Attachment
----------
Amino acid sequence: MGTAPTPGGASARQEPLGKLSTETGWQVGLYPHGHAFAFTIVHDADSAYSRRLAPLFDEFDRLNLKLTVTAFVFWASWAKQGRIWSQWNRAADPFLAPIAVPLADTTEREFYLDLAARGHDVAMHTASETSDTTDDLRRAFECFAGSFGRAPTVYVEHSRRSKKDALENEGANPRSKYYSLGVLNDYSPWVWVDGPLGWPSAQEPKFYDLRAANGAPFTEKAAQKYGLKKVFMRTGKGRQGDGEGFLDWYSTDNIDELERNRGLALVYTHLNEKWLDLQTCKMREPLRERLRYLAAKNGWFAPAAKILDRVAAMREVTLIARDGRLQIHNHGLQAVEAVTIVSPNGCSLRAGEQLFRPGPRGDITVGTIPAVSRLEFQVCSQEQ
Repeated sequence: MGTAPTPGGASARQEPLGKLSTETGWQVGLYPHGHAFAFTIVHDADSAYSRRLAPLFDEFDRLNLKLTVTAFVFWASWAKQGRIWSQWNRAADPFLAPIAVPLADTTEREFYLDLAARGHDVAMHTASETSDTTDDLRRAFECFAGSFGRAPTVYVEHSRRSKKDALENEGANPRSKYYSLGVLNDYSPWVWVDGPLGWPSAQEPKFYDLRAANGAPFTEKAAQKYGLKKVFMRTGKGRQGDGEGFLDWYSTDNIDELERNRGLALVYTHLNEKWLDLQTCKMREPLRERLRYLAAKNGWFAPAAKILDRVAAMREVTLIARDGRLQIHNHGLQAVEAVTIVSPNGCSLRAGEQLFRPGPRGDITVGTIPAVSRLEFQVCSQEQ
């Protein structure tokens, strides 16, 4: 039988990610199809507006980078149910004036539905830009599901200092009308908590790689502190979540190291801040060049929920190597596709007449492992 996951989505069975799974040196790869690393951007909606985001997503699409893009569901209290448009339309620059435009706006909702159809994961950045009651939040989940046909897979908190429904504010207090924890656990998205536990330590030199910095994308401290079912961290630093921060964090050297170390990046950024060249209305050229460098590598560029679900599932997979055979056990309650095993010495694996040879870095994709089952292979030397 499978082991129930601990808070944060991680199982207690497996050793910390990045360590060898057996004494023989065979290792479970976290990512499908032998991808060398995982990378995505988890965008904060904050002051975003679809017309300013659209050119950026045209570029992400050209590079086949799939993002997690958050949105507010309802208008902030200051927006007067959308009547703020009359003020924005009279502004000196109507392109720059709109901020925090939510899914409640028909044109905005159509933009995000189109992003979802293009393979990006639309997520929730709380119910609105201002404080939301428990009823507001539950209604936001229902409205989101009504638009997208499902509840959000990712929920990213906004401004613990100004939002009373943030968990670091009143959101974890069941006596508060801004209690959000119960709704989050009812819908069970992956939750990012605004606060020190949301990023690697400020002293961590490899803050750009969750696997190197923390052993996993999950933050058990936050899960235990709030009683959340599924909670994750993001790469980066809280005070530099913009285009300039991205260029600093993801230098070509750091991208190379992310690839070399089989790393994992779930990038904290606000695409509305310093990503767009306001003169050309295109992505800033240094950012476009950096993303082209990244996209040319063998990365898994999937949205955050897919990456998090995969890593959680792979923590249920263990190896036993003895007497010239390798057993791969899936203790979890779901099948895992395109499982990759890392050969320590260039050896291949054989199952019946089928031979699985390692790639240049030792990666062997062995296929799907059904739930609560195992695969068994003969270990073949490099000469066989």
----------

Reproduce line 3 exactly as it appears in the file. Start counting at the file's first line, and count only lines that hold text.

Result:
């Protein structure tokens, strides 16, 4: 039988990610199809507006980078149910004036539905830009599901200092009308908590790689502190979540190291801040060049929920190597596709007449492992 996951989505069975799974040196790869690393951007909606985001997503699409893009569901209290448009339309620059435009706006909702159809994961950045009651939040989940046909897979908190429904504010207090924890656990998205536990330590030199910095994308401290079912961290630093921060964090050297170390990046950024060249209305050229460098590598560029679900599932997979055979056990309650095993010495694996040879870095994709089952292979030397 499978082991129930601990808070944060991680199982207690497996050793910390990045360590060898057996004494023989065979290792479970976290990512499908032998991808060398995982990378995505988890965008904060904050002051975003679809017309300013659209050119950026045209570029992400050209590079086949799939993002997690958050949105507010309802208008902030200051927006007067959308009547703020009359003020924005009279502004000196109507392109720059709109901020925090939510899914409640028909044109905005159509933009995000189109992003979802293009393979990006639309997520929730709380119910609105201002404080939301428990009823507001539950209604936001229902409205989101009504638009997208499902509840959000990712929920990213906004401004613990100004939002009373943030968990670091009143959101974890069941006596508060801004209690959000119960709704989050009812819908069970992956939750990012605004606060020190949301990023690697400020002293961590490899803050750009969750696997190197923390052993996993999950933050058990936050899960235990709030009683959340599924909670994750993001790469980066809280005070530099913009285009300039991205260029600093993801230098070509750091991208190379992310690839070399089989790393994992779930990038904290606000695409509305310093990503767009306001003169050309295109992505800033240094950012476009950096993303082209990244996209040319063998990365898994999937949205955050897919990456998090995969890593959680792979923590249920263990190896036993003895007497010239390798057993791969899936203790979890779901099948895992395109499982990759890392050969320590260039050896291949054989199952019946089928031979699985390692790639240049030792990666062997062995296929799907059904739930609560195992695969068994003969270990073949490099000469066989």